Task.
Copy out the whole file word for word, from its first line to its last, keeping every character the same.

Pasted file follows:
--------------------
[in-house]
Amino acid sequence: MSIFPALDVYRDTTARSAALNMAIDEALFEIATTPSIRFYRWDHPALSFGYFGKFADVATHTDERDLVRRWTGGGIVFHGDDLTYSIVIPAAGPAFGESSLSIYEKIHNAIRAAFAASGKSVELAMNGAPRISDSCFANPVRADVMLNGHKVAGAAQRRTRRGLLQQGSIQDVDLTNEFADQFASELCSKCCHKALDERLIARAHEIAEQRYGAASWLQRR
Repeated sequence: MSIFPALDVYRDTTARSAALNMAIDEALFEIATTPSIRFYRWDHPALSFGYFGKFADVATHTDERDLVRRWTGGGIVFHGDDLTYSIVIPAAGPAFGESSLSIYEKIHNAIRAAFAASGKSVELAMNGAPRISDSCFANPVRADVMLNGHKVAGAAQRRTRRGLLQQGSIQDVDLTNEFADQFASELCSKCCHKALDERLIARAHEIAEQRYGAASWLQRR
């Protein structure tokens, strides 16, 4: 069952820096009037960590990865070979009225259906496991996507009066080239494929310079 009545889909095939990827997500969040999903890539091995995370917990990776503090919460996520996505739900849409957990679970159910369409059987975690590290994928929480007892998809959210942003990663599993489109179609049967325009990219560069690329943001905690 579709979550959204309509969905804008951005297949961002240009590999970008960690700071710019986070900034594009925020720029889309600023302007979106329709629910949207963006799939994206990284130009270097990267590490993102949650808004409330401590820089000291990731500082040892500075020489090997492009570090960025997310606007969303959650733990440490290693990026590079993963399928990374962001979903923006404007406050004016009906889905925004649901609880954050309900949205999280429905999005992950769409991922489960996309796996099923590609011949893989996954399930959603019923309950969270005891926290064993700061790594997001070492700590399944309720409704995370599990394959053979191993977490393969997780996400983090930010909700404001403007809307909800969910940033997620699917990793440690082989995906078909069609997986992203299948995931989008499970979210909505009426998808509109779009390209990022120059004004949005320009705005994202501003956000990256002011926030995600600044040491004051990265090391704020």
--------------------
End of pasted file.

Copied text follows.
[in-house]
Amino acid sequence: MSIFPALDVYRDTTARSAALNMAIDEALFEIATTPSIRFYRWDHPALSFGYFGKFADVATHTDERDLVRRWTGGGIVFHGDDLTYSIVIPAAGPAFGESSLSIYEKIHNAIRAAFAASGKSVELAMNGAPRISDSCFANPVRADVMLNGHKVAGAAQRRTRRGLLQQGSIQDVDLTNEFADQFASELCSKCCHKALDERLIARAHEIAEQRYGAASWLQRR
Repeated sequence: MSIFPALDVYRDTTARSAALNMAIDEALFEIATTPSIRFYRWDHPALSFGYFGKFADVATHTDERDLVRRWTGGGIVFHGDDLTYSIVIPAAGPAFGESSLSIYEKIHNAIRAAFAASGKSVELAMNGAPRISDSCFANPVRADVMLNGHKVAGAAQRRTRRGLLQQGSIQDVDLTNEFADQFASELCSKCCHKALDERLIARAHEIAEQRYGAASWLQRR
């Protein structure tokens, strides 16, 4: 069952820096009037960590990865070979009225259906496991996507009066080239494929310079 009545889909095939990827997500969040999903890539091995995370917990990776503090919460996520996505739900849409957990679970159910369409059987975690590290994928929480007892998809959210942003990663599993489109179609049967325009990219560069690329943001905690 579709979550959204309509969905804008951005297949961002240009590999970008960690700071710019986070900034594009925020720029889309600023302007979106329709629910949207963006799939994206990284130009270097990267590490993102949650808004409330401590820089000291990731500082040892500075020489090997492009570090960025997310606007969303959650733990440490290693990026590079993963399928990374962001979903923006404007406050004016009906889905925004649901609880954050309900949205999280429905999005992950769409991922489960996309796996099923590609011949893989996954399930959603019923309950969270005891926290064993700061790594997001070492700590399944309720409704995370599990394959053979191993977490393969997780996400983090930010909700404001403007809307909800969910940033997620699917990793440690082989995906078909069609997986992203299948995931989008499970979210909505009426998808509109779009390209990022120059004004949005320009705005994202501003956000990256002011926030995600600044040491004051990265090391704020």